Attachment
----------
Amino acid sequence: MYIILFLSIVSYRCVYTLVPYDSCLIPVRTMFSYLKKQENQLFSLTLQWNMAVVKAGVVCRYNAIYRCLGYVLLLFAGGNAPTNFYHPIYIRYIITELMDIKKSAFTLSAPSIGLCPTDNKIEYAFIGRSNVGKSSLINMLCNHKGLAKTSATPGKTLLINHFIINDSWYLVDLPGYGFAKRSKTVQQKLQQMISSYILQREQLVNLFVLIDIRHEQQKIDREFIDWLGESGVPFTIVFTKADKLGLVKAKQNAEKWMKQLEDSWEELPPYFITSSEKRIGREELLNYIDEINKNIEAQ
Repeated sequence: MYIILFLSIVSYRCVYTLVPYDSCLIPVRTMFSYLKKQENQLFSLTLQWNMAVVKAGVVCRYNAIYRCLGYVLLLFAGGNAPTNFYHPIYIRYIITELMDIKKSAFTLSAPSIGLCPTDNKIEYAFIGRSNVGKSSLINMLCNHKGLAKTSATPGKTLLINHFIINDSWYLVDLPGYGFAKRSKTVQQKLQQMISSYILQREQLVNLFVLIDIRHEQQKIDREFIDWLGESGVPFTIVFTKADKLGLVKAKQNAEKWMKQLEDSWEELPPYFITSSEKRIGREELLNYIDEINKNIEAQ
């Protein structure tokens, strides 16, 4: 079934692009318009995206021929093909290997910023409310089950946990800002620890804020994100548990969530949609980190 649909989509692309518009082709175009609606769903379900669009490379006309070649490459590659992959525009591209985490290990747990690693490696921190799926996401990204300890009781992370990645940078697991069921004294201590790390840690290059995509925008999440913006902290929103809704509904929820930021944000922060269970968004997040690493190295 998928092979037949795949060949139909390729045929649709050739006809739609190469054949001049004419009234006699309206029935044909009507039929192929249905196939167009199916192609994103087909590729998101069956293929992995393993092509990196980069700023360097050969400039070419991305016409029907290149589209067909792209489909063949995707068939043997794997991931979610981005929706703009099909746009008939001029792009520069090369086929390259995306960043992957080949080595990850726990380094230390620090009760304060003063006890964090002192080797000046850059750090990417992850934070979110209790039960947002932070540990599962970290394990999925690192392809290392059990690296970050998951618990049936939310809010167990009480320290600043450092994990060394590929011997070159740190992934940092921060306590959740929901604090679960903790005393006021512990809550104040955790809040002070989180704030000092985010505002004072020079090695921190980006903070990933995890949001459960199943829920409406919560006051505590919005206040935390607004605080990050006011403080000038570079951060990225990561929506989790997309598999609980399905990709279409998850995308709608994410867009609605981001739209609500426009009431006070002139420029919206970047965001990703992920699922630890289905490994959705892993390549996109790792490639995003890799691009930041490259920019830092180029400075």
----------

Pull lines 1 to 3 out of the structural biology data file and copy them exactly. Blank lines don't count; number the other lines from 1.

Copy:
Amino acid sequence: MYIILFLSIVSYRCVYTLVPYDSCLIPVRTMFSYLKKQENQLFSLTLQWNMAVVKAGVVCRYNAIYRCLGYVLLLFAGGNAPTNFYHPIYIRYIITELMDIKKSAFTLSAPSIGLCPTDNKIEYAFIGRSNVGKSSLINMLCNHKGLAKTSATPGKTLLINHFIINDSWYLVDLPGYGFAKRSKTVQQKLQQMISSYILQREQLVNLFVLIDIRHEQQKIDREFIDWLGESGVPFTIVFTKADKLGLVKAKQNAEKWMKQLEDSWEELPPYFITSSEKRIGREELLNYIDEINKNIEAQ
Repeated sequence: MYIILFLSIVSYRCVYTLVPYDSCLIPVRTMFSYLKKQENQLFSLTLQWNMAVVKAGVVCRYNAIYRCLGYVLLLFAGGNAPTNFYHPIYIRYIITELMDIKKSAFTLSAPSIGLCPTDNKIEYAFIGRSNVGKSSLINMLCNHKGLAKTSATPGKTLLINHFIINDSWYLVDLPGYGFAKRSKTVQQKLQQMISSYILQREQLVNLFVLIDIRHEQQKIDREFIDWLGESGVPFTIVFTKADKLGLVKAKQNAEKWMKQLEDSWEELPPYFITSSEKRIGREELLNYIDEINKNIEAQ
């Protein structure tokens, strides 16, 4: 079934692009318009995206021929093909290997910023409310089950946990800002620890804020994100548990969530949609980190 649909989509692309518009082709175009609606769903379900669009490379006309070649490459590659992959525009591209985490290990747990690693490696921190799926996401990204300890009781992370990645940078697991069921004294201590790390840690290059995509925008999440913006902290929103809704509904929820930021944000922060269970968004997040690493190295 998928092979037949795949060949139909390729045929649709050739006809739609190469054949001049004419009234006699309206029935044909009507039929192929249905196939167009199916192609994103087909590729998101069956293929992995393993092509990196980069700023360097050969400039070419991305016409029907290149589209067909792209489909063949995707068939043997794997991931979610981005929706703009099909746009008939001029792009520069090369086929390259995306960043992957080949080595990850726990380094230390620090009760304060003063006890964090002192080797000046850059750090990417992850934070979110209790039960947002932070540990599962970290394990999925690192392809290392059990690296970050998951618990049936939310809010167990009480320290600043450092994990060394590929011997070159740190992934940092921060306590959740929901604090679960903790005393006021512990809550104040955790809040002070989180704030000092985010505002004072020079090695921190980006903070990933995890949001459960199943829920409406919560006051505590919005206040935390607004605080990050006011403080000038570079951060990225990561929506989790997309598999609980399905990709279409998850995308709608994410867009609605981001739209609500426009009431006070002139420029919206970047965001990703992920699922630890289905490994959705892993390549996109790792490639995003890799691009930041490259920019830092180029400075």